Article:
State Law:The newly amended Massachusetts Equal Pay Act, effective July 1, 2018, is intended to close the pay gap by accomplishing several objectives:
Federal Law: The Equal Pay Act of 1963 was passed as an amendment to the federal Fair Labor Standards Act, and is aimed at eliminating wage disparity based sex. It provides that employers cannot pay a lower wage to employees of one gender as compared to workers of another gender, when the individuals are performing equal work.
To better understand your rights to equal pay under Massachusetts and federal law, it is helpful to review some common indicators that your employer is violating the law:
If any of these scenarios seem familiar or you believe you are the target of other forms of gender-based wage discrimination, you should consult with an attorney regarding your experiences. It is critical to confer with an experienced lawyer about time considerations. Strict deadlines may apply to your case, and you do not want your claim to be barred by relevant statutes of limitations.
Introduction to the topic of equal pay from the United States Equal Employment Opportunity Commission (EEOC).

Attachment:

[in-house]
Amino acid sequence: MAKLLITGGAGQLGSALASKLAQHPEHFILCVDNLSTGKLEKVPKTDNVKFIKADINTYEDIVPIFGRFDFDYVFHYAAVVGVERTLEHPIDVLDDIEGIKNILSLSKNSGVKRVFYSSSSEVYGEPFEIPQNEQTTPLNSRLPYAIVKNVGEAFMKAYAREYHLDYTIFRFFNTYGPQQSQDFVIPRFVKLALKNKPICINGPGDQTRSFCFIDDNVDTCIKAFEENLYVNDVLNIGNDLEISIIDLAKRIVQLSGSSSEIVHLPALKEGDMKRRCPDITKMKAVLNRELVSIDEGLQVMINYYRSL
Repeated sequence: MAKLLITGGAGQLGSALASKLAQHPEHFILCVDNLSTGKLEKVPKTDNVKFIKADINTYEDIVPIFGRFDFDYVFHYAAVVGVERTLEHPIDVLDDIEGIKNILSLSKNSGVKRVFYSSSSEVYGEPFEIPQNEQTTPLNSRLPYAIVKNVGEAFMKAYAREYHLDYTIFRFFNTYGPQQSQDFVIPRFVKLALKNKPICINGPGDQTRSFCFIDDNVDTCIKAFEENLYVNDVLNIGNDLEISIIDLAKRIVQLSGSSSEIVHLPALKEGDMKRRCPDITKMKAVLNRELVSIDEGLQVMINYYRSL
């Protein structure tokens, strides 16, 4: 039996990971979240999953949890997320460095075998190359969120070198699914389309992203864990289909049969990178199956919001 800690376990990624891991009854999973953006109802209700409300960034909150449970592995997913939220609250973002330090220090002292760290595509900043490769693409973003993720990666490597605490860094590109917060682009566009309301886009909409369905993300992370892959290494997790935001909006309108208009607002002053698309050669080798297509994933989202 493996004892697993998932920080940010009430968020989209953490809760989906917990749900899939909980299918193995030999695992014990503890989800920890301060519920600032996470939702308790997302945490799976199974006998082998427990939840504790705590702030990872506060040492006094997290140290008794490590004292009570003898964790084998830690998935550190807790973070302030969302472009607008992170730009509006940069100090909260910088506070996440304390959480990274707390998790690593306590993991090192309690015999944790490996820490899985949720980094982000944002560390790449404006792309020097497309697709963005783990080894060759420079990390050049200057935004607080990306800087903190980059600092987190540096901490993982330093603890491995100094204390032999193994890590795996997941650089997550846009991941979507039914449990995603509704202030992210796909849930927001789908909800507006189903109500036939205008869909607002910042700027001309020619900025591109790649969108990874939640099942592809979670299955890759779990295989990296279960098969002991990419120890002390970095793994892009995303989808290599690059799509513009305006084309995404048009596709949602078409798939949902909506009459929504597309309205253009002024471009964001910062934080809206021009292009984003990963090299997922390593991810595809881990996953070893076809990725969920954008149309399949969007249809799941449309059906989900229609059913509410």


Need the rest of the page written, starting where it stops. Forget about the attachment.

Information from the EEOC on the protections provided to workers and the laws which provide those protections.
Original text, provided by the EEOC, from the act which mandates equality in compensation.
Original text, provided by the EEOC, which prohibits discrimination based on race, color, religion, sex, and national origin. This provides similar protections to equal compensation for women as the Equal Pay Act of 1963.
The law which provides guidelines on discrimination because of sex.
NPR article about a lawsuit in California which resulted in previous pay not being allowable as a reason for not complying with equal pay.
An article from NBC News which details the progress made on achieving equal pay.
A resource from the Massachusetts state government which details the updated Massachusetts Equal Pay Act (MEPA) which will become law on July 1, 2018.
A publication from the Office of the Attorney General which provides an overview of the updated law and answers frequently asked questions about said law.